Look Busy! 5 Rules for Social Networking at Work

Your boss is worried. And her boss is worried, and so is her boss’ boss and so on… They’re all worried about Facebook and what you’re doing there.

More than 50% the largest corporations in America are so worried that they do not allow their employees to visit any social networking sites at work. No Facebook. No Twitter. Not even any LinkedIn! That could get pretty depressing.

Some of their worry is justifiedeven military officials have been caught posting classified information online. But a complete social networking ban is probably unenforceable, as the US Army has discovered. And in a new survey, we’re finding that over 50% of employees are still using Facebook at work.

Even if employers forbid social networking on company PCs, are they going to monitor what you’re doing on your smart phone?

Banning social media may even lead to a DECREASE in employee productivity. Yes, a DECREASE. Limited social network use has been linked to an overall increase in employees’ concentration and productivity. And companies like Dell have proven than embracing social networking can improve the bottom line.

Now, if your employer bans social networking for security reasons, that makes more sense.

Joan Goodchild of CSO Online lays out some excellent arguments against using Facebook specifically in her article “10 Security Reasons to Quit Facebook (And One Reason to Stay On).” And F-Secure’s Chief Research Officer Mikko Hyppönen refuses to open a Facebook account for security reasons, though he’s a fan of Twitter.

Despite the risks, I believe that shutting employees out from social networks disconnects them from what Ralph Waldo Emerson called “the current of events.” Employers can’t afford to keep employees who aren’t connected to rapidly evolving business climate around them. And employees— in an economy where anything that can be automated will be— shouldn’t neglect the opportunity to develop a unique online identity.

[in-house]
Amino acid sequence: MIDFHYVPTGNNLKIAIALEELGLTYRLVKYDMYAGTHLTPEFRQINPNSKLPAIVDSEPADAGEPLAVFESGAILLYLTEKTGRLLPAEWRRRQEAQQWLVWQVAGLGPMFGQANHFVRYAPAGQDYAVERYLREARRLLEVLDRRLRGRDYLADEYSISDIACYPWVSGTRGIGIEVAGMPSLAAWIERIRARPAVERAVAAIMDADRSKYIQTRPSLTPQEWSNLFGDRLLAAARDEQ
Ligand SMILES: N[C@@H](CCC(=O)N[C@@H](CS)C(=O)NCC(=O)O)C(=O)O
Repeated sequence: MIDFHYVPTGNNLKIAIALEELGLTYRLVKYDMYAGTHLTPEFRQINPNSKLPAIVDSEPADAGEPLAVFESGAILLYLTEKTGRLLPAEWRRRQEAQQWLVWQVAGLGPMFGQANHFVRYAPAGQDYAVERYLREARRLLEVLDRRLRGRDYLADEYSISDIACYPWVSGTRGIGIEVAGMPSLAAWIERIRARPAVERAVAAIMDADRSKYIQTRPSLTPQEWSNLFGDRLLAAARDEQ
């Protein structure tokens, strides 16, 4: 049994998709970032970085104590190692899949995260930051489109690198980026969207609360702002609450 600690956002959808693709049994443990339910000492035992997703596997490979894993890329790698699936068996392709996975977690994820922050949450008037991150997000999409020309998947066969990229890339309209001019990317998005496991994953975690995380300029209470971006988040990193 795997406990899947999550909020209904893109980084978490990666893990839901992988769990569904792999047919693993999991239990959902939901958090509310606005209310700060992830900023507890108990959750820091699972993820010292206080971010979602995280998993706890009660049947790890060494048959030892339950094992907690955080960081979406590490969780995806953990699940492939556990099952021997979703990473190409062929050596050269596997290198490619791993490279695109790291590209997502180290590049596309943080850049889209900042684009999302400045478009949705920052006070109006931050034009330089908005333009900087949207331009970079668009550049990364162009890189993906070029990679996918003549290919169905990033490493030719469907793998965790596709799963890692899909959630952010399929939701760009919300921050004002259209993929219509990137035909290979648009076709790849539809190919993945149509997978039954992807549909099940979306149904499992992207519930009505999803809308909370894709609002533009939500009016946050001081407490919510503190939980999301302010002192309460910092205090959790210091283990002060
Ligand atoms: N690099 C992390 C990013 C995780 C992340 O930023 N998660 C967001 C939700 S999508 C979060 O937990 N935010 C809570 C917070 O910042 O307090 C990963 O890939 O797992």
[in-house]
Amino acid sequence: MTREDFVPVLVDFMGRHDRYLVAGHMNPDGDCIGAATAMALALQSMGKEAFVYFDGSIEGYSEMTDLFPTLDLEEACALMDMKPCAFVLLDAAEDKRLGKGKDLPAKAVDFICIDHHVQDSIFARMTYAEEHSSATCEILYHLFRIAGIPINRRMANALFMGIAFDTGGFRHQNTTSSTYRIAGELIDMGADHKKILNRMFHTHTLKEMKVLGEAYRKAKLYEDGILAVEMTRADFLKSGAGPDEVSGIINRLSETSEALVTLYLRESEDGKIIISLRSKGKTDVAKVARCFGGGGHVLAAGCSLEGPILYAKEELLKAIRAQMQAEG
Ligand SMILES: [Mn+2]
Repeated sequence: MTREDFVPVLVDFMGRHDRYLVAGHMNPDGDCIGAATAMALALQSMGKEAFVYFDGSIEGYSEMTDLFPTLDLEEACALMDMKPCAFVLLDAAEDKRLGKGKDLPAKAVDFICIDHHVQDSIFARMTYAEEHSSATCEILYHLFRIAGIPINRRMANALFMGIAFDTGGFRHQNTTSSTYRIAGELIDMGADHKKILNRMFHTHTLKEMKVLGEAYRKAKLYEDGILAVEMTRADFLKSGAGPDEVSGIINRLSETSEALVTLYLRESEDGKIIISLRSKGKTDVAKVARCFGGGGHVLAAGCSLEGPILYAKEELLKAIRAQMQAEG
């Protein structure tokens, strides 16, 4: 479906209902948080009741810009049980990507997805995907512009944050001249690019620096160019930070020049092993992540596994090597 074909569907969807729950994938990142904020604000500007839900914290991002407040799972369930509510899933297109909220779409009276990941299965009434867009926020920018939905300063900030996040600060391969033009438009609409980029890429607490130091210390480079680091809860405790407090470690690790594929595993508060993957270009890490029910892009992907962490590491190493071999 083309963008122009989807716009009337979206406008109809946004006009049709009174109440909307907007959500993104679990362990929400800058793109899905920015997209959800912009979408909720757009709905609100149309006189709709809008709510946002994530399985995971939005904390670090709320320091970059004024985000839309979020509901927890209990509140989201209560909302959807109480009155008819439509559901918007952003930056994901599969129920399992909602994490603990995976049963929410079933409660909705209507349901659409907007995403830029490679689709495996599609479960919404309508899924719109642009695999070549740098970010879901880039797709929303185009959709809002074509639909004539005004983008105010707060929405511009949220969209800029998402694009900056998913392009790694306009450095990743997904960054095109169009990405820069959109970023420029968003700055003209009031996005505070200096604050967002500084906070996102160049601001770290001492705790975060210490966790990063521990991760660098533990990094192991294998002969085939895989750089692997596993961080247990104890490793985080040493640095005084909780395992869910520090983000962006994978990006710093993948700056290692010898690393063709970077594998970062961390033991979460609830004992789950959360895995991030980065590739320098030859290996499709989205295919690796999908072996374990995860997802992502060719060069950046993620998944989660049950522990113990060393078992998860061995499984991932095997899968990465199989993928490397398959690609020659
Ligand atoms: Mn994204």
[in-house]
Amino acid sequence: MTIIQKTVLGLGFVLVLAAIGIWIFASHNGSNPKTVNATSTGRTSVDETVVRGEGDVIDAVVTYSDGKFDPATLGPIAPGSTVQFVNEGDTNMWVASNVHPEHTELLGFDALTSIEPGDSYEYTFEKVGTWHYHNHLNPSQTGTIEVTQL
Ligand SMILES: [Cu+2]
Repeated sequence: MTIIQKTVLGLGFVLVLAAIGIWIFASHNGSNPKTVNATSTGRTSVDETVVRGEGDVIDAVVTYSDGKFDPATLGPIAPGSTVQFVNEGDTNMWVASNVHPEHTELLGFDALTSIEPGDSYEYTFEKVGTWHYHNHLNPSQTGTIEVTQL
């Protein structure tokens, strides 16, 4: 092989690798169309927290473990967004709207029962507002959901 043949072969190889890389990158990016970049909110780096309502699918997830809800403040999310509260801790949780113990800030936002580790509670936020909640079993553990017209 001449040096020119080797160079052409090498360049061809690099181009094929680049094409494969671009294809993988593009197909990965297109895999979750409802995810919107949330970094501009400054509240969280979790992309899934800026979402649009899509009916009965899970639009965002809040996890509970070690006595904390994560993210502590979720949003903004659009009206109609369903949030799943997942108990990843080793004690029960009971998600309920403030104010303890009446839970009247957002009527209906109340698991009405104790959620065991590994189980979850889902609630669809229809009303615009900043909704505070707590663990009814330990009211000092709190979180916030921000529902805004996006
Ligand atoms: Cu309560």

But if you’re going to engage in online communities during work hours, it’s your obligation to be safe and savvy about it. Here are a few specific steps you should take to protect yourself, your employer and your job:

1. Know your company’s social media policy and follow it.
Are you allowed to use social networks on company PCs? How often? Which sites? Should you comment as employee or about company matters? What company information are you allowed to share? Who should you consult if you have a question about any of these issues? All of these questions and more should be answered in your company’s social media policy. If you have never read your company’s policy, do it now. If your company doesn’t have a policy, suggest that they create one. Here are some examples. If the policy isn’t realistic, make a case for a policy that works.

2. Use different passwords for your work and your social media accounts.
Smart passwords matter. Annika has written about the importance of creating and remembering strong passwords.  A vulnerable password on your Facebook account can jeopardize your personal reputation and friends. Don’t magnify the risk by using the same password for your corporate network.

3. Always log off when you leave your desk.
It’s smart security to log off your computer when you leave your desk. This is even more important when you have your social networking accounts open. If you leave your desk with your browser open to Facebook, you’re begging for a goofy co-worker to post a ridiculous status update in your name. In fact, it’s good policy to log off any site when you’re not using it. You probably don’t want the reputation of being the guy or gal who is always on Facebook, even when you’re sleeping.

4. Avoid unnecessary risks.
Don’t click on or forward links you are unsure about—check any URL with F-Secure’s free Browsing Protection. If someone is asking you for financial help or to spread the word about some controversy, check it out when you get home. Most importantly, leave installing software to the experts. If you need to install a plug-in to see something linked off a Twitter page, you probably don’t need to see that page.

5. Think about what you share with whom.
You know that you should never post anything on the web that you wouldn’t want to see in a newspaper. Consider anything that you post —including items you limit to only “friends” or “friends of friends”— to potentially be in the public domain. This list of 11 things you should never do online provides some great guidelines about what not to share.

Things that you’re fine with being public now may seem embarrassing or even painful later. You may wish for all those pictures of you and your ex or the videos of you and your former coworkers at karaoke would just disappear. But they won’t. So consider who you add to which accounts. Maybe you just want to use Facebook exclusively for non-work friends. Maybe you only want professional connections on LinkedIn. Whatever you do, think before you accept an invitation to connect. And on a site like Twitter, where your tweets are probably open to everyone, think before you share anything.

How do you use social networks at work? Do you have any rules to add? We’d love to know. Take this quick survey and comment below.

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